TO THE CUCKOO. by W. WORDSWORTH.

 
 
Previous Poem Next Poem
 

TO THE CUCKOO.

 
O blithe new-comer! I have heard,
I hear thee and rejoice:
O Cuckoo! shall I call thee bird,
Or but a wandering Voice?
While I am lying on the grass
Thy twofold shout I hear;
From hill to hill it seems to pass,
At once far off and near.
Though babbling only to the vale
Of sunshine and of flowers,
Thou bringest unto me a tale
Of visionary hours.
Thrice welcome, darling of the Spring!
Even yet thou art to me
No bird, but an invisible thing,
A voice, a mystery;
The same whom in my school-boy days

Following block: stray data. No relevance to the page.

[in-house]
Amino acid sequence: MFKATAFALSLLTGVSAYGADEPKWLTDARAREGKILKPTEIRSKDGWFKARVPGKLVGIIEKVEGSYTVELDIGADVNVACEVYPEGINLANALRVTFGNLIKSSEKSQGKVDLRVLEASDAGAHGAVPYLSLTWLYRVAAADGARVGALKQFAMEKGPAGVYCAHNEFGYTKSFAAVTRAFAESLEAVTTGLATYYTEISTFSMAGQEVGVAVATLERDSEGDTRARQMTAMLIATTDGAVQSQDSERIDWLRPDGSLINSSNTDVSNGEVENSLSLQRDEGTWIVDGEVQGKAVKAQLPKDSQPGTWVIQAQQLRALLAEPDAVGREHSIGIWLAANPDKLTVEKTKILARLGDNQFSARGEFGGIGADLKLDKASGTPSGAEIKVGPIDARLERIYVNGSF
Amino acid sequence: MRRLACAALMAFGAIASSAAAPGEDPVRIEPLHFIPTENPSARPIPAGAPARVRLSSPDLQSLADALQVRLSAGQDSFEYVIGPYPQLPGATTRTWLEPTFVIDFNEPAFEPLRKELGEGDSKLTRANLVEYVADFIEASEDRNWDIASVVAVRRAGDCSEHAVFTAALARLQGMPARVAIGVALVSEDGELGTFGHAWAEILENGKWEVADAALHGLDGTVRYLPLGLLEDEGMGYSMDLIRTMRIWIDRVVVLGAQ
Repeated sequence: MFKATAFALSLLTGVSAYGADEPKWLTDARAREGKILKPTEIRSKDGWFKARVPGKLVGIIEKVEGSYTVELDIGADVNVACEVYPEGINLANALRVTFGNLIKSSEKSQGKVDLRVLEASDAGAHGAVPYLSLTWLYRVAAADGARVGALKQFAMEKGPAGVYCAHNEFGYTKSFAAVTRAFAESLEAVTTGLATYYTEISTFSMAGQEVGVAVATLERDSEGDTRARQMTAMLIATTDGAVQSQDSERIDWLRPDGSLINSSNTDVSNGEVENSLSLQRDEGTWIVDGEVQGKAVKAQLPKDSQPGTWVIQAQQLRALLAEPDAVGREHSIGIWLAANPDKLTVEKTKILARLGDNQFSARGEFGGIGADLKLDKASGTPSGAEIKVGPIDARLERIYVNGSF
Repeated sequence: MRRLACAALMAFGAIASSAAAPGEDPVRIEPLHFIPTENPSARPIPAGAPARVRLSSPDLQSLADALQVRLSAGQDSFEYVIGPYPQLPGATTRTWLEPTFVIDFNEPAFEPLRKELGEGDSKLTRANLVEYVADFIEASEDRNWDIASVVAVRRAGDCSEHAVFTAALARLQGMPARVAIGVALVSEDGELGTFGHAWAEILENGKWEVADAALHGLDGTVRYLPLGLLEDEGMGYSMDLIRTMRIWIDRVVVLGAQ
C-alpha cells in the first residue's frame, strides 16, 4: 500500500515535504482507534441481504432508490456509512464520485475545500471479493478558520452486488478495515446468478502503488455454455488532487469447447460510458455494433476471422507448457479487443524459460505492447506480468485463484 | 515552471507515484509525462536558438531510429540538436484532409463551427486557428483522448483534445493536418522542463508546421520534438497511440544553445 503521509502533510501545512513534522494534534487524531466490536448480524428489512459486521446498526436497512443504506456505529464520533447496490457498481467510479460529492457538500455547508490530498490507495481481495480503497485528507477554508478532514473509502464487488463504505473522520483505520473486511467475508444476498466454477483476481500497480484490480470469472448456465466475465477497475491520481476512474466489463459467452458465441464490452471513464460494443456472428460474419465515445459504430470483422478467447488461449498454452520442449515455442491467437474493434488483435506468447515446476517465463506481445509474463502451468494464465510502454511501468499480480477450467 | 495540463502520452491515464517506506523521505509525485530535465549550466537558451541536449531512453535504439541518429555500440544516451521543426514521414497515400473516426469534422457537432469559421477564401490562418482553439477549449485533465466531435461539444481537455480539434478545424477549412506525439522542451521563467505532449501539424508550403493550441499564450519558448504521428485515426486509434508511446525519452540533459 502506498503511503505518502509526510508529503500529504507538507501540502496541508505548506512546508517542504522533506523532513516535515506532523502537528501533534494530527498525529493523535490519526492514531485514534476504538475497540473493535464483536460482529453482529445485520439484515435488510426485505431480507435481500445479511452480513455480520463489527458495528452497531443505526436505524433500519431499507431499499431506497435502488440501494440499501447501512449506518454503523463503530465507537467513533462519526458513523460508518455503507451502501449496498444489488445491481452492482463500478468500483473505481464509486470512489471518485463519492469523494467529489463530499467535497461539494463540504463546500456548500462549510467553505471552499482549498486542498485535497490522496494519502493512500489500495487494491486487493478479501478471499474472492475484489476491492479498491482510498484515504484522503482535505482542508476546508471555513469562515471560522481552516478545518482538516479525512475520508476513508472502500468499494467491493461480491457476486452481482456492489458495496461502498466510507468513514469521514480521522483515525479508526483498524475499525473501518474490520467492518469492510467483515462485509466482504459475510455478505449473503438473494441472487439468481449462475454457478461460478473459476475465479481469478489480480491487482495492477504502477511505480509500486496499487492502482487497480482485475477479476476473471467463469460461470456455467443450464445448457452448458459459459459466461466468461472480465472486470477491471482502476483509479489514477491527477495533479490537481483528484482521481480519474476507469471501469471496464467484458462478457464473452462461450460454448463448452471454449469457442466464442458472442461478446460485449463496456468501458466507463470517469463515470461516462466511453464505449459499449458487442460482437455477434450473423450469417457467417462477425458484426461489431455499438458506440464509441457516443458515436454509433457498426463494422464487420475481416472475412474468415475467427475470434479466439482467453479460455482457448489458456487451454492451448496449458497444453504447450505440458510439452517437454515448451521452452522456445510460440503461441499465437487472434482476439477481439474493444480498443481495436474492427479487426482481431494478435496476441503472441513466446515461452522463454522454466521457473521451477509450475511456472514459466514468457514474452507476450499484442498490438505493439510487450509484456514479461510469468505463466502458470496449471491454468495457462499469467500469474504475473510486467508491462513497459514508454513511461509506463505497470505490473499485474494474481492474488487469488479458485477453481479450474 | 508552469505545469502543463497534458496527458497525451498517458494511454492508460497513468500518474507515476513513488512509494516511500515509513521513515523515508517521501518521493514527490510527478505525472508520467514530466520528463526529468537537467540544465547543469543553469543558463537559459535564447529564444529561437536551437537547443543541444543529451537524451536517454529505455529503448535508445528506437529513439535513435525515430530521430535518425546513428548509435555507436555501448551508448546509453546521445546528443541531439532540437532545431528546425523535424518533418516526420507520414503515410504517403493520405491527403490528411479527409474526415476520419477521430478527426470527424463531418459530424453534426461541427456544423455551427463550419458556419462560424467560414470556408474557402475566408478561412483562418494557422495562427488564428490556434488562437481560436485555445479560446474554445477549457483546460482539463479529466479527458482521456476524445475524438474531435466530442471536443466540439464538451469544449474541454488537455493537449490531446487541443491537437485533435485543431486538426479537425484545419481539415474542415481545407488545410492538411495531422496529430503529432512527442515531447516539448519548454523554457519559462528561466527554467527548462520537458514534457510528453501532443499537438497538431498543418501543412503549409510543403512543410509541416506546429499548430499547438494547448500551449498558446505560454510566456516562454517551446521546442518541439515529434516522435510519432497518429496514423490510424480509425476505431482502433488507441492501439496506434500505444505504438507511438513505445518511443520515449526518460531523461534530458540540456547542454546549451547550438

I listen'd to; that Cry
Which made me look a thousand ways
In bush, and tree, and sky.
To seek thee did I often rove
Through woods and on the green;
And thou wert still a hope, a love;
Still long'd for, never seen!
And I can listen to thee yet;
Can lie upon the plain
And listen, till I do beget
That golden time again.
O blesséd bird! the earth we pace
Again appears to be
An unsubstantial, fairy place;
That is fit home for Thee!
W. WORDSWORTH., THE GOLDEN TREASURY Of the best Songs and Lyrical Pieces In the English Language Selected by Francis Turner Palgrave
 
Notes: This poem has an exaltation and a glory, joined with an exquisiteness of
expression, which place it in the highest rank amongst the many
masterpieces of its illustrious Author.
PALGRAVE'S NOTES
 
Tags: poems about birds
 
 

Support poems4free.com
If you liked this page, feel free to share it!